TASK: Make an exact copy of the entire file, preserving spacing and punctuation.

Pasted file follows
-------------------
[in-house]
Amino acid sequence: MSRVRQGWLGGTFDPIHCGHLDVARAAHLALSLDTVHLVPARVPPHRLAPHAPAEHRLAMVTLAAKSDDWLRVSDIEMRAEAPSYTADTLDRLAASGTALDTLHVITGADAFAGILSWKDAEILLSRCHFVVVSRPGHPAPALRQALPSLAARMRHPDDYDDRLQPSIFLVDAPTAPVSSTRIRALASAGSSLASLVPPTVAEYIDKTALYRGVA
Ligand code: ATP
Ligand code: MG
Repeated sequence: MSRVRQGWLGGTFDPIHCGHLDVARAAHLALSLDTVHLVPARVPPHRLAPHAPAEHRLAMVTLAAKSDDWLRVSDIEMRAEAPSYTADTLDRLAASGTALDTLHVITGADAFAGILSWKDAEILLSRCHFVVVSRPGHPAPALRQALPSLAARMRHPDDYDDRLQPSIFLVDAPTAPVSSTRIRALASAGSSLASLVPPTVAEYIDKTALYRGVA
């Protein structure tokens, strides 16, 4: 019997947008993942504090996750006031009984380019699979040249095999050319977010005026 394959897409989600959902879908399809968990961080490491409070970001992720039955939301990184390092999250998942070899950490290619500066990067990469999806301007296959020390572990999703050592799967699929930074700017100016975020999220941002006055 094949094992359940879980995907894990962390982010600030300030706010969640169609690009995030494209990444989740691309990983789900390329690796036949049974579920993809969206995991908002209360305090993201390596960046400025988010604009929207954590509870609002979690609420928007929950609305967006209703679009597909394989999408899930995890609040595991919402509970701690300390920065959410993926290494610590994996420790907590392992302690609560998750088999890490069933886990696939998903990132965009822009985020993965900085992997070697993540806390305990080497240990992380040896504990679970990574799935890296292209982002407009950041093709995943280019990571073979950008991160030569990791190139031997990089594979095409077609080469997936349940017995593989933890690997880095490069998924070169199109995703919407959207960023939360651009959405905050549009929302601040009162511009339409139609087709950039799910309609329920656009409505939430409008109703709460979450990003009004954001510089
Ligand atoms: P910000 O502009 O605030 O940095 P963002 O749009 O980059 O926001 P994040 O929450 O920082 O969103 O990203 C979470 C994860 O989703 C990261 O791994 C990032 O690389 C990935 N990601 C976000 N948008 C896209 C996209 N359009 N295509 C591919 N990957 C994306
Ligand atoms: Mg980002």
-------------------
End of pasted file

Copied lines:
[in-house]
Amino acid sequence: MSRVRQGWLGGTFDPIHCGHLDVARAAHLALSLDTVHLVPARVPPHRLAPHAPAEHRLAMVTLAAKSDDWLRVSDIEMRAEAPSYTADTLDRLAASGTALDTLHVITGADAFAGILSWKDAEILLSRCHFVVVSRPGHPAPALRQALPSLAARMRHPDDYDDRLQPSIFLVDAPTAPVSSTRIRALASAGSSLASLVPPTVAEYIDKTALYRGVA
Ligand code: ATP
Ligand code: MG
Repeated sequence: MSRVRQGWLGGTFDPIHCGHLDVARAAHLALSLDTVHLVPARVPPHRLAPHAPAEHRLAMVTLAAKSDDWLRVSDIEMRAEAPSYTADTLDRLAASGTALDTLHVITGADAFAGILSWKDAEILLSRCHFVVVSRPGHPAPALRQALPSLAARMRHPDDYDDRLQPSIFLVDAPTAPVSSTRIRALASAGSSLASLVPPTVAEYIDKTALYRGVA
């Protein structure tokens, strides 16, 4: 019997947008993942504090996750006031009984380019699979040249095999050319977010005026 394959897409989600959902879908399809968990961080490491409070970001992720039955939301990184390092999250998942070899950490290619500066990067990469999806301007296959020390572990999703050592799967699929930074700017100016975020999220941002006055 094949094992359940879980995907894990962390982010600030300030706010969640169609690009995030494209990444989740691309990983789900390329690796036949049974579920993809969206995991908002209360305090993201390596960046400025988010604009929207954590509870609002979690609420928007929950609305967006209703679009597909394989999408899930995890609040595991919402509970701690300390920065959410993926290494610590994996420790907590392992302690609560998750088999890490069933886990696939998903990132965009822009985020993965900085992997070697993540806390305990080497240990992380040896504990679970990574799935890296292209982002407009950041093709995943280019990571073979950008991160030569990791190139031997990089594979095409077609080469997936349940017995593989933890690997880095490069998924070169199109995703919407959207960023939360651009959405905050549009929302601040009162511009339409139609087709950039799910309609329920656009409505939430409008109703709460979450990003009004954001510089
Ligand atoms: P910000 O502009 O605030 O940095 P963002 O749009 O980059 O926001 P994040 O929450 O920082 O969103 O990203 C979470 C994860 O989703 C990261 O791994 C990032 O690389 C990935 N990601 C976000 N948008 C896209 C996209 N359009 N295509 C591919 N990957 C994306
Ligand atoms: Mg980002």